Rouleur’s ‘Heart on a Stick’ was also awarded to  the return of SRAM’s grip shift. You’ve got to love the simplicity of the design and it always reminds me of my old Raleigh Grifter whenever I see or ride a bike with these on.

An instant winner of a ‘Heart on a Stick’… I can’t believe it took so long for someone to do this and market the idea. This imaginative fitting can be mounted to virtually any bike sporting an a-headset and immediately converts a ‘dead space’ into something rather more useful. Lots of potential we think for alternative inserts. Micro Garmin perhaps ?

We had to award our Eurobike seal of approval not just to one product but to Wheels Manufacturing who have carved something of a niche for themselves.  Supplier of many quality parts their bearing removal and press systems are things of beauty and their range of replacement dérailleur gear hangers and identification wall chart indispensable in any quality bicycle retailer’s workshop. Tea towel anyone?

Oh dear… the first (and only) recipient of Rouleur’s Euro-Fail ice cream shovel was this De Rosa Merak. Complete with typo and indifferent cable management issues not to mention the moody paint finish. Our hearts broke a little when we spotted this.

Alpine Challenge, Stage 3: Lost and Found

September 7, 2012

Words: Ian Cleverly Photos: Karin Schermbrucker 

It was always going to be a struggle hanging in with the big boys. Halfway through today’s stage I found myself in no man’s land, adrift of the front runners but ahead of the four or five guys climbing at my pace.

A kindly motorcycle marshal manned a T-junction, sensibly positioned in the shade. Wearing sunglasses and without the benefit of my prescription lenses, I could discern no noticeable direction being indicated. Right, and more grunting climbing to tackle. Left, and a swooping downhill.

It had to be left. Tucked down low and swooping to the valley below, the relief in my aching legs was bliss. Just a shame it was totally the wrong direction…

There were no other cyclists at the foot of the climb, just me. An utterly depressing retrace to the now abandoned junction, the remainder of the ascent to be tackled, then a short wait for group 2 to poll up and I was back on track.

My phone rang shortly after, one of the organisation concerned that one of their charges has been mislaid (they noticed – so soon!). I assured them I was safely ensconced with the following peloton and was not on the road to Switzerland. One more stiff climb and we hit the lunch stop.

“I hear you’ve been lost,” says one of the group leaders. No, says I. It was merely a brief diversion. All is good.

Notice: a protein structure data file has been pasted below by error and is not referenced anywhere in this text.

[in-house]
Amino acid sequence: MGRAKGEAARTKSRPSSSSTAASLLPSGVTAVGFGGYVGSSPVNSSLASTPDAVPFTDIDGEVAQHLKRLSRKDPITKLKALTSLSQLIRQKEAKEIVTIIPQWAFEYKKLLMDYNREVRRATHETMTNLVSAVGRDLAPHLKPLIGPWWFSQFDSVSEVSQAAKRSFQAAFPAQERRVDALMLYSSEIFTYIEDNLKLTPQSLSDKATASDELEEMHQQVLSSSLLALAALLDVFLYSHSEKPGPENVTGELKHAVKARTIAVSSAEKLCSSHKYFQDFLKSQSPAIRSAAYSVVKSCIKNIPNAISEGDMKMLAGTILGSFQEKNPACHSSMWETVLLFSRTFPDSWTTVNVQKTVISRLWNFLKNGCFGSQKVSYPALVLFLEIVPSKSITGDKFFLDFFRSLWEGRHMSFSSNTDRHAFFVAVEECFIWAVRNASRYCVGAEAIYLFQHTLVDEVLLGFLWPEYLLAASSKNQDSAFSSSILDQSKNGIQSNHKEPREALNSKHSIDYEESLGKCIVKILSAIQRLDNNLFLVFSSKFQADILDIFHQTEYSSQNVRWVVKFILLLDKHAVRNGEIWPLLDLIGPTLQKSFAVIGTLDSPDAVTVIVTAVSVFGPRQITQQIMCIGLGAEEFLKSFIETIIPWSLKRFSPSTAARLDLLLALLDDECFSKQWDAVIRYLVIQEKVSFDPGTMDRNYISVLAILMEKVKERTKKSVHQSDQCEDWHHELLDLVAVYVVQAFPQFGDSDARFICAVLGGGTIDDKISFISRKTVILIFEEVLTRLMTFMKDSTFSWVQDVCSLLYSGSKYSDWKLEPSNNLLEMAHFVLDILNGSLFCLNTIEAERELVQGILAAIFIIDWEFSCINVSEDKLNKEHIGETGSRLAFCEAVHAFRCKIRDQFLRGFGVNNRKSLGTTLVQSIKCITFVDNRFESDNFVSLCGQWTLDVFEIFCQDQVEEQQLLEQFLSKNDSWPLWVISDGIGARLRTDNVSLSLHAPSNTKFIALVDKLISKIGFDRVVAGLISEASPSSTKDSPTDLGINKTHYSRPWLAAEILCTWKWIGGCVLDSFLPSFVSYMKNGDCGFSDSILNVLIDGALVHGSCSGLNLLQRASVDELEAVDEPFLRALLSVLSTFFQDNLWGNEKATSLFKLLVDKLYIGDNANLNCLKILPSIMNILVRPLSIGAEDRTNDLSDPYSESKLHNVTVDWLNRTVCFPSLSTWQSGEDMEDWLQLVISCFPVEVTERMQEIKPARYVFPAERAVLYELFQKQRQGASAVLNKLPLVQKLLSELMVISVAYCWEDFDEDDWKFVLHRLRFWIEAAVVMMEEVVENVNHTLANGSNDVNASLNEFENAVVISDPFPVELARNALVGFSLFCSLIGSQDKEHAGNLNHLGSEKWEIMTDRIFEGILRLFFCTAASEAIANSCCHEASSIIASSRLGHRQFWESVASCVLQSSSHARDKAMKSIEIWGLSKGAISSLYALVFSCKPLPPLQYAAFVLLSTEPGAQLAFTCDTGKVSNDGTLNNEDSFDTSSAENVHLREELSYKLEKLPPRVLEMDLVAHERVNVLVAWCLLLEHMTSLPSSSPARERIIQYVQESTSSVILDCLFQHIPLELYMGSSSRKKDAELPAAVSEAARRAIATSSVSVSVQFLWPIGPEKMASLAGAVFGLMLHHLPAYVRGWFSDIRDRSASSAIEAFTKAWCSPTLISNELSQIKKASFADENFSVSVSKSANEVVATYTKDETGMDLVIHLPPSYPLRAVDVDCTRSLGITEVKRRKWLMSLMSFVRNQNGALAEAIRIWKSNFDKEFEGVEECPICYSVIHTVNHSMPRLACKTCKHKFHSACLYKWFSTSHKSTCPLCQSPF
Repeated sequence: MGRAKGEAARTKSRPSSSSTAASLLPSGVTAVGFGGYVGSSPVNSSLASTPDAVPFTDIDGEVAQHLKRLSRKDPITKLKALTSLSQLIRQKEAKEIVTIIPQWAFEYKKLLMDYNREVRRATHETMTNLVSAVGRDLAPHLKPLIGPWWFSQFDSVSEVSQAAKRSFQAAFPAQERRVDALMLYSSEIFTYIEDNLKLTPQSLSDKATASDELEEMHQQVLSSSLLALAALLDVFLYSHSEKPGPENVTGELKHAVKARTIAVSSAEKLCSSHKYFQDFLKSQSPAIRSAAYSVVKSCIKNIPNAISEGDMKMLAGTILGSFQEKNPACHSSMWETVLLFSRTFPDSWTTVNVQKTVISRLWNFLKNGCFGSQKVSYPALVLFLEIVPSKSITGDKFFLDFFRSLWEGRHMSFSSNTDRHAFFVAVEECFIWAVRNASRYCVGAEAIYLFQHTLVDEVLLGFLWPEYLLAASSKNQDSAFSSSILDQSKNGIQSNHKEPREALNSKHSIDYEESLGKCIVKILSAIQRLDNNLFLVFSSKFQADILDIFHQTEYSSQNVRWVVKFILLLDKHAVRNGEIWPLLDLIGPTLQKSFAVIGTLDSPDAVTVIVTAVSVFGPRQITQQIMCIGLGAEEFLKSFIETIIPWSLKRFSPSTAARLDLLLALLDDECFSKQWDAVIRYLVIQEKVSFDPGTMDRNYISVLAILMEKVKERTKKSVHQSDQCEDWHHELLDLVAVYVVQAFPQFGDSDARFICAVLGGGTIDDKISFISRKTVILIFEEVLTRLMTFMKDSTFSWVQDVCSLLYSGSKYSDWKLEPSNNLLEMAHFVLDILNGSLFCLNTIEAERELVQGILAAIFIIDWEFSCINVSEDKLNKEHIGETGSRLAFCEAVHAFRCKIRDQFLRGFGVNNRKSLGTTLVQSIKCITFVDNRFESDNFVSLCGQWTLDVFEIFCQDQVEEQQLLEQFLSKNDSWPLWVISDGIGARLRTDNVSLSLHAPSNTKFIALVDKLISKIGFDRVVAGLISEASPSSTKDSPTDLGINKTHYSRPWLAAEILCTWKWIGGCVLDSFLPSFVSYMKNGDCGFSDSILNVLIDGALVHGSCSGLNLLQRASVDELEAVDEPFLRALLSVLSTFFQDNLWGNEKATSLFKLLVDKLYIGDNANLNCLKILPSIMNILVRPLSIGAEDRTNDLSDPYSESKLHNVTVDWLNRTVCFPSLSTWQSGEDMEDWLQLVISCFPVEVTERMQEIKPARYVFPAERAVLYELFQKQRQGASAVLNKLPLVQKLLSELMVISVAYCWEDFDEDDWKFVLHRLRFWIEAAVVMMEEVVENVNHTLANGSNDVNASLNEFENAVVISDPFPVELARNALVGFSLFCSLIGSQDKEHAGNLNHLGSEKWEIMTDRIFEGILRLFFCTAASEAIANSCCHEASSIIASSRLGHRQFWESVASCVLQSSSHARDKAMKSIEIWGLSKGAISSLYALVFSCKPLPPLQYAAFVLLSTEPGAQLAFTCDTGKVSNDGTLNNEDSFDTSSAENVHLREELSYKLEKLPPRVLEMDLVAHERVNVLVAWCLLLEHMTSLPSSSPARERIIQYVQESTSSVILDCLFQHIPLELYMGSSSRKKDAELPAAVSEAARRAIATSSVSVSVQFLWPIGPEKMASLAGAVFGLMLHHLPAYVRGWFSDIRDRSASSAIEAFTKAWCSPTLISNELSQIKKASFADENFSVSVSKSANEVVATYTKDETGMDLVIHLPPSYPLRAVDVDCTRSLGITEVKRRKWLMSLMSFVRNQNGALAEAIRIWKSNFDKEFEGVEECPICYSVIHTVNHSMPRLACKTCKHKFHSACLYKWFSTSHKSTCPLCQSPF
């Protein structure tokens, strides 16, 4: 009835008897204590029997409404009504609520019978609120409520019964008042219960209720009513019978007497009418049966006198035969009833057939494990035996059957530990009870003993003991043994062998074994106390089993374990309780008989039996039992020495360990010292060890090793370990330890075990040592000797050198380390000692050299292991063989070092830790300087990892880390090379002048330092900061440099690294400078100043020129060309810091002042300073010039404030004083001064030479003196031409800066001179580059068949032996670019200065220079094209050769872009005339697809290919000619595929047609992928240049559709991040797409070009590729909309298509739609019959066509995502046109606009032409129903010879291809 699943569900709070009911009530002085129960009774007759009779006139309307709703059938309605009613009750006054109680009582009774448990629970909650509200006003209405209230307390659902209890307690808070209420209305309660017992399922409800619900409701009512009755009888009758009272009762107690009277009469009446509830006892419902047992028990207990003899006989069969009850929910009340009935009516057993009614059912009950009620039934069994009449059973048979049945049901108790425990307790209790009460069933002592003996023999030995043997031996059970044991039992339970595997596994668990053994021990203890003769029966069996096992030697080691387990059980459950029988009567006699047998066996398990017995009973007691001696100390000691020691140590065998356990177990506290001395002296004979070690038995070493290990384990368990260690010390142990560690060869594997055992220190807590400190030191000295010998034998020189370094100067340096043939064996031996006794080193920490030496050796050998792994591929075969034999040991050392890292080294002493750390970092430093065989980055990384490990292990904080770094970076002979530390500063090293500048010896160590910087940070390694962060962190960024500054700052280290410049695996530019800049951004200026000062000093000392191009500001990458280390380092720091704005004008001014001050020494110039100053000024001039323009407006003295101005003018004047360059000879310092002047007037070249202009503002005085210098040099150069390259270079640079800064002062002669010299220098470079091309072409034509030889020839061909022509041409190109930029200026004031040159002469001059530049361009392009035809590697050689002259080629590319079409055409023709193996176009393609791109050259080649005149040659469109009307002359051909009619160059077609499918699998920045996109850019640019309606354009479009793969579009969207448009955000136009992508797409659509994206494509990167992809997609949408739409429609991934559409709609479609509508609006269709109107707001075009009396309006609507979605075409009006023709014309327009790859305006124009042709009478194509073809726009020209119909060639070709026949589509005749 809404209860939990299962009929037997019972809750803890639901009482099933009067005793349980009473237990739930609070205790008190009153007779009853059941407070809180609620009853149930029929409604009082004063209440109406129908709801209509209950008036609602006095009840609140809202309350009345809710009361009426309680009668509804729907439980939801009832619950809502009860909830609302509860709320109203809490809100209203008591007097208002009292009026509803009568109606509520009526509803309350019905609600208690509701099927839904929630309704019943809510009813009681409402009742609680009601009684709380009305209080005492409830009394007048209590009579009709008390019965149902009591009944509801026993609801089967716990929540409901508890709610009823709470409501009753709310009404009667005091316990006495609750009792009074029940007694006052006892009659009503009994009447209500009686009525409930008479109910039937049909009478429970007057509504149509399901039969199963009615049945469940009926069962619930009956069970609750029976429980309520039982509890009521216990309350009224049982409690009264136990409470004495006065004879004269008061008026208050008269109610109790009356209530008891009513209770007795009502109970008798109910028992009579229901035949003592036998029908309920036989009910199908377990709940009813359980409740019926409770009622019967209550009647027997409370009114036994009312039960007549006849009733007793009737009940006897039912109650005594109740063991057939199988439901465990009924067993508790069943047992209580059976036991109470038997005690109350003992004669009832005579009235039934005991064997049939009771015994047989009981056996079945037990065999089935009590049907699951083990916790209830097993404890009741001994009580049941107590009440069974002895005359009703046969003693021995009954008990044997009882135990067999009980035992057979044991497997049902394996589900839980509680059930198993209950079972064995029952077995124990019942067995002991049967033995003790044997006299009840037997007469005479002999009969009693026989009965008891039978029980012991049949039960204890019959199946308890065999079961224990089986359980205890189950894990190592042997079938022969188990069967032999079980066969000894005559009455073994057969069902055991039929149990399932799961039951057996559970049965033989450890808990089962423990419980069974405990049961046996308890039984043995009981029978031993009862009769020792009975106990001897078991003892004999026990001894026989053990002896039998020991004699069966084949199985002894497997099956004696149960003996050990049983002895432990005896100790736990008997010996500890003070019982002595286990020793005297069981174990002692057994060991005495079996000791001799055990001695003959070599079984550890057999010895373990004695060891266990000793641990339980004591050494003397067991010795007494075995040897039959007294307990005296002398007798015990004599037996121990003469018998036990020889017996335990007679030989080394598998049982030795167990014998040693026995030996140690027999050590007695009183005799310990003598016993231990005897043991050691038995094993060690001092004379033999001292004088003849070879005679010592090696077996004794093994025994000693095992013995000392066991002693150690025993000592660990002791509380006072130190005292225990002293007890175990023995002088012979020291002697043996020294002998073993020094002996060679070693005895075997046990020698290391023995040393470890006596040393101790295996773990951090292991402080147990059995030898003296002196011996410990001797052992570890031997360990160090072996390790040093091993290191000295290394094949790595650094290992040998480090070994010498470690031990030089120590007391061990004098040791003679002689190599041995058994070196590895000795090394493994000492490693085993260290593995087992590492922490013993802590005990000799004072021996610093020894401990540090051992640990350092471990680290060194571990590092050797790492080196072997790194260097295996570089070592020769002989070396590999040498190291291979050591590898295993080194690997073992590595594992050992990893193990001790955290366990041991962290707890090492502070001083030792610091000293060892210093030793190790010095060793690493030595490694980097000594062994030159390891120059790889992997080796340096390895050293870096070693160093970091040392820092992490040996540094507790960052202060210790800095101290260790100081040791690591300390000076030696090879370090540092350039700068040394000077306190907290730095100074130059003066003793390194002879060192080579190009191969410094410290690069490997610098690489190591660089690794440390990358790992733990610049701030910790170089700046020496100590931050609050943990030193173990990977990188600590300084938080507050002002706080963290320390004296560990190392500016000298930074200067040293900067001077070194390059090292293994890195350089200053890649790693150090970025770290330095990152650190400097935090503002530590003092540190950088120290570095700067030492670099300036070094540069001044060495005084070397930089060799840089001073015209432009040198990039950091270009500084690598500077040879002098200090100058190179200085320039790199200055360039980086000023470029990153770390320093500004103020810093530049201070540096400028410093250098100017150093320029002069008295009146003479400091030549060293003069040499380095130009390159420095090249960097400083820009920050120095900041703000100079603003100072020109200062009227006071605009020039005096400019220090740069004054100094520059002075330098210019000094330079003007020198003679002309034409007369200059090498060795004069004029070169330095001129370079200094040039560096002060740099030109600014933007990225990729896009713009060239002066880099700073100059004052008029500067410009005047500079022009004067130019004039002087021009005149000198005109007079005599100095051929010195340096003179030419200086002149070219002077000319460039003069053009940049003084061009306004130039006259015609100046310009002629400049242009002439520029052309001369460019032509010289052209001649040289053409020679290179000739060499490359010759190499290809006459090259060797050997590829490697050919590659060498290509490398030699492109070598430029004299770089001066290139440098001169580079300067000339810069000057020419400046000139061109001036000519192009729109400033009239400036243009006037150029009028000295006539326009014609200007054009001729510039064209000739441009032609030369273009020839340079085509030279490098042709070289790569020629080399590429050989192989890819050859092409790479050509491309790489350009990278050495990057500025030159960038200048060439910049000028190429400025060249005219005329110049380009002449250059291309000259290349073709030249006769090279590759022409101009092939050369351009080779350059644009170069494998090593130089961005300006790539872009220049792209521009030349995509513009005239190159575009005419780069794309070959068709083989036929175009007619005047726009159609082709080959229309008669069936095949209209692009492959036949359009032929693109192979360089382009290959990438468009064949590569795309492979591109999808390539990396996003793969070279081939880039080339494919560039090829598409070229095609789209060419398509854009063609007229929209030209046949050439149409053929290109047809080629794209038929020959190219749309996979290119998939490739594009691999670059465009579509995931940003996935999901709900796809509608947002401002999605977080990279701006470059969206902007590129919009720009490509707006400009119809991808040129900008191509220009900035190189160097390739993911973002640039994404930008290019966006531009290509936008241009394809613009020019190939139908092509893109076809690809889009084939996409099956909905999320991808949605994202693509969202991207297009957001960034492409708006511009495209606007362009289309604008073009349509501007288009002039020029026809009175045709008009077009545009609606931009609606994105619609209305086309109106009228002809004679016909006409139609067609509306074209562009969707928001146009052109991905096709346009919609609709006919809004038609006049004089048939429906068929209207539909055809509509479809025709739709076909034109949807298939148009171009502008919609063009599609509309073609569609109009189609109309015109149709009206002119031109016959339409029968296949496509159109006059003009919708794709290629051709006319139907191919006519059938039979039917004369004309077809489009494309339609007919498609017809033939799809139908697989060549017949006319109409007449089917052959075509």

Just as we are leaving, my roomie, John, appears at the head of group three, broad grin: “So where have you been? We hear you’ve been lost.”

Again: no, I say. It was nothing. Really. News travels fast.

We get back to Annecy at a fair lick, the speed suiting my rapidly atrophying muscles rather better than the keen boys of the morning.

A woman helpfully unloads our mussettes from the van, calling out the numbers as she does so. “Number 62,” she hollers. I step forward to collect. She focuses once again on that number. “Oh, you’re the guy that was lost earlier…”

Can we settle this once and for all? At NO time was I lost. It was a simple error that anyone could have made. It just happened to be me. Let us speak no more of the matter.

Ian is the Managing Editor of Rouleur and has a notoriously poor sense of direction.

Alpine Challenge – Le Groupement

September 6, 2012

Words: Ian Cleverly Photos: Matthew Alexander

There are 200 or so cyclists of varying abilities milling around at the foot of the Col de Leschaux outside Annecy awaiting instructions. The plan is that we will set off up the mountain in small groups to be seeded, the gently ascending 488 metres being enough to work out which of the four groups we will spend the remaining three stages in.

Looking around, I figure that group three is probably about the right level, group two at a push. There are plenty of younger, fitter-looking riders here, with tanned calves and flashy Pinarellos. I know my place.

But then that age-old problem kicks in. There is a number on my back. Any notion that it would make sense to bumble up the climb in a relaxed style and join a slower moving group for the next three days is forgotten within seconds of leaving the start.

I could blame the two Dutch guys who set off at a reasonable lick, nattering away all the while, a determined Englishman glued to their back wheels. One of them was 6’7” at a guess. Maybe taller. I drafted for all I was worth, eyes fixed on his number, showing his name and the Dutch flag alongside. Jurgen is my new favourite Dutchman. Pacer and sunshade rolled into one.

So I reach the finish in a reasonable time. We await the calling out of names. Group one comes first, so I tune out, then tune in.

“…Ian Cleverly”.

Oh bugger. Three more days of suffering with Stephen Roche and Dean Downing, then. Me and my bloody competitive nature.